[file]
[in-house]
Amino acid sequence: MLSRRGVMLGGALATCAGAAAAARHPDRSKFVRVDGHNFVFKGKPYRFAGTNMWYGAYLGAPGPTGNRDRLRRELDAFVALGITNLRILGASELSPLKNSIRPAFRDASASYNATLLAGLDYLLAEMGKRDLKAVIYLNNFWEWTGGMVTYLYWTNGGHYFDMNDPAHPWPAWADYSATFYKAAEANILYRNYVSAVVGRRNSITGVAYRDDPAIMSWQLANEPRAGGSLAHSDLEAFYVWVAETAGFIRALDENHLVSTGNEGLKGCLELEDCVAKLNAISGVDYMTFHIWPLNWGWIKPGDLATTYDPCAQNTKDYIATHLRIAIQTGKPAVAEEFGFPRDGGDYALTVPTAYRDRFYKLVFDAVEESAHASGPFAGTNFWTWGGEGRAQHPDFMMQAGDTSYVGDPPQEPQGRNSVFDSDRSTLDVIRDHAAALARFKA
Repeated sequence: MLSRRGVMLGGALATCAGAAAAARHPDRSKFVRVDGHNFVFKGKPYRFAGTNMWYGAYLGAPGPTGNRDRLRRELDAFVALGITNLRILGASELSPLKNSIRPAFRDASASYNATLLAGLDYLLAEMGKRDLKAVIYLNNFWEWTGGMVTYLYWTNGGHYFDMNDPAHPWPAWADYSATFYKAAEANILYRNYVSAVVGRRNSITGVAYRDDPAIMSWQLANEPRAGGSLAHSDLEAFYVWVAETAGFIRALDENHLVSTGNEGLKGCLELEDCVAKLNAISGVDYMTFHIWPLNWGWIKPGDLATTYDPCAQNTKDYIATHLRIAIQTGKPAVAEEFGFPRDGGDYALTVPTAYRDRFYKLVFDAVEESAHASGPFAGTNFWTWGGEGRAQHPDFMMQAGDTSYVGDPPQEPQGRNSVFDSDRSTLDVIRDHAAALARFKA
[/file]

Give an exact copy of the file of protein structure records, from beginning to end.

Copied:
[in-house]
Amino acid sequence: MLSRRGVMLGGALATCAGAAAAARHPDRSKFVRVDGHNFVFKGKPYRFAGTNMWYGAYLGAPGPTGNRDRLRRELDAFVALGITNLRILGASELSPLKNSIRPAFRDASASYNATLLAGLDYLLAEMGKRDLKAVIYLNNFWEWTGGMVTYLYWTNGGHYFDMNDPAHPWPAWADYSATFYKAAEANILYRNYVSAVVGRRNSITGVAYRDDPAIMSWQLANEPRAGGSLAHSDLEAFYVWVAETAGFIRALDENHLVSTGNEGLKGCLELEDCVAKLNAISGVDYMTFHIWPLNWGWIKPGDLATTYDPCAQNTKDYIATHLRIAIQTGKPAVAEEFGFPRDGGDYALTVPTAYRDRFYKLVFDAVEESAHASGPFAGTNFWTWGGEGRAQHPDFMMQAGDTSYVGDPPQEPQGRNSVFDSDRSTLDVIRDHAAALARFKA
Repeated sequence: MLSRRGVMLGGALATCAGAAAAARHPDRSKFVRVDGHNFVFKGKPYRFAGTNMWYGAYLGAPGPTGNRDRLRRELDAFVALGITNLRILGASELSPLKNSIRPAFRDASASYNATLLAGLDYLLAEMGKRDLKAVIYLNNFWEWTGGMVTYLYWTNGGHYFDMNDPAHPWPAWADYSATFYKAAEANILYRNYVSAVVGRRNSITGVAYRDDPAIMSWQLANEPRAGGSLAHSDLEAFYVWVAETAGFIRALDENHLVSTGNEGLKGCLELEDCVAKLNAISGVDYMTFHIWPLNWGWIKPGDLATTYDPCAQNTKDYIATHLRIAIQTGKPAVAEEFGFPRDGGDYALTVPTAYRDRFYKLVFDAVEESAHASGPFAGTNFWTWGGEGRAQHPDFMMQAGDTSYVGDPPQEPQGRNSVFDSDRSTLDVIRDHAAALARFKA